Thanks for your answer. I guess I don't know much about the new features, and got nervous when I saw the diamond operator. It seemed really out of place given C++ auto and C# var.
IMHO the type on the rhs seems more flexible, since it could work not only for generics. That way there could be one syntax for handling all cases

auto w = new List<String>();
auto x = new SomeClassName();
auto y = obj.someMethod();
for (auto z: collection) {}

and it would match the other languages out there, which is always a plus (skill reuse for those of us who must work in multiple environments).
Once again, I apologize if my comments are not relevant or out of place. Just being an uninformed observer :)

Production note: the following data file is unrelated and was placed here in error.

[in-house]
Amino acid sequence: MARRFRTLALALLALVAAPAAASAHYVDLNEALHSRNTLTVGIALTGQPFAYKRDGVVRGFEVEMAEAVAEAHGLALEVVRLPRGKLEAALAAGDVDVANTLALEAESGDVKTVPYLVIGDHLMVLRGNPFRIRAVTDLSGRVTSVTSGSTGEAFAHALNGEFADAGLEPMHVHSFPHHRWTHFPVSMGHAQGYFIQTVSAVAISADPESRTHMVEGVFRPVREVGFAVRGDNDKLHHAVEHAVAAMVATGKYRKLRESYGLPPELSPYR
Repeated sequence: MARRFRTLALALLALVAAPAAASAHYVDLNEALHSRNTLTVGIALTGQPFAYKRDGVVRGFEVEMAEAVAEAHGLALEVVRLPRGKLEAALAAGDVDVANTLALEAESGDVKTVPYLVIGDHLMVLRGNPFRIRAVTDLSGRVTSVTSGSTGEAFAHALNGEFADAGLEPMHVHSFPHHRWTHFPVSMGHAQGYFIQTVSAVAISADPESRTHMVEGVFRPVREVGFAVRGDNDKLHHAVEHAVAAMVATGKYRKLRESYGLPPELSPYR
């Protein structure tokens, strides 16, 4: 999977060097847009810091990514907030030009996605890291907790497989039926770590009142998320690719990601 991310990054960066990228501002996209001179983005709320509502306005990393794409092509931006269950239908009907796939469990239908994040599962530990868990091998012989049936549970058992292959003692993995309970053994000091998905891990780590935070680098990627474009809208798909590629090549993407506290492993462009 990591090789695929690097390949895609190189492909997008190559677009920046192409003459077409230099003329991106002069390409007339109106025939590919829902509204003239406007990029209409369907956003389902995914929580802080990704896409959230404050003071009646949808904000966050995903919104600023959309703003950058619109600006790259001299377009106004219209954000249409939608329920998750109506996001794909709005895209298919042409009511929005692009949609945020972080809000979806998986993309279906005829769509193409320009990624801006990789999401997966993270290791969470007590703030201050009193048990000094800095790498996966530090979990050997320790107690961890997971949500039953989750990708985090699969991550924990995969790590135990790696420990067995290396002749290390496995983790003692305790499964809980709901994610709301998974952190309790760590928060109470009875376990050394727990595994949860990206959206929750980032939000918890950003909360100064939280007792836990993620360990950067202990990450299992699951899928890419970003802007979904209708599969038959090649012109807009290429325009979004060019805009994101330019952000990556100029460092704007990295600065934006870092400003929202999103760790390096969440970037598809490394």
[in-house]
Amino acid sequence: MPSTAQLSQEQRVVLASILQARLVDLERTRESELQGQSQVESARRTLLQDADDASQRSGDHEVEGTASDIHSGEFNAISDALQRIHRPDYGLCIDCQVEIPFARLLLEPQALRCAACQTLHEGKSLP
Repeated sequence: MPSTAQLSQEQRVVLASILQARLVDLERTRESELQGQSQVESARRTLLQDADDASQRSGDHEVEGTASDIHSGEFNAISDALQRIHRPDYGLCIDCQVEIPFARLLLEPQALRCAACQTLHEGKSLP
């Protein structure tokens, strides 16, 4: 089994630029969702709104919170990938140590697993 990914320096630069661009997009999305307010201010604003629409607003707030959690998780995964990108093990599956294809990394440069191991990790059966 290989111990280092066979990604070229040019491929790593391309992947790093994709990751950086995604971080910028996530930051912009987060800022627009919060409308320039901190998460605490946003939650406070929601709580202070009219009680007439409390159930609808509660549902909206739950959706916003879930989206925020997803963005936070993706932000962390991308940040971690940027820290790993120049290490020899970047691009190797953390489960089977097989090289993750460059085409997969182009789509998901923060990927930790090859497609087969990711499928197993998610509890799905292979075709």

Posted by Filip on June 03, 2009 at 12:59 PM PDT #

I agree with Filip about preferring an auto keyword – however, I'm also satisfied with the diamond version.

Posted by Celtic Minstrel on June 03, 2009 at 11:52 PM PDT #

Filip, Celtic,

The diamond operator is about reducing the pain of having to repeat TYPE PARAMETERS during initializing a field or variable whose type is generic. It is absolutely not about implicit typing of variables. Those are different issues entirely. the first fits project coin's criteria, the other doesn't.

Posted by Bruce Chapman on June 04, 2009 at 02:34 PM PDT #

I am with the others, Filip & Cedric, the diamond operator doesn't go far enough (and it's ugly). I would prefer auto or inference of type and generic parameters, e.g.:

Box<Integer> bi = new( 1 );

Posted by Howard Lovatt on June 07, 2009 at 08:55 PM PDT #

I agree with Howard, Filip, & Celtic as well. I would much prefer having the 'auto' or 'var' implicitly typed.

Posted by Kevin on June 08, 2009 at 08:59 AM PDT #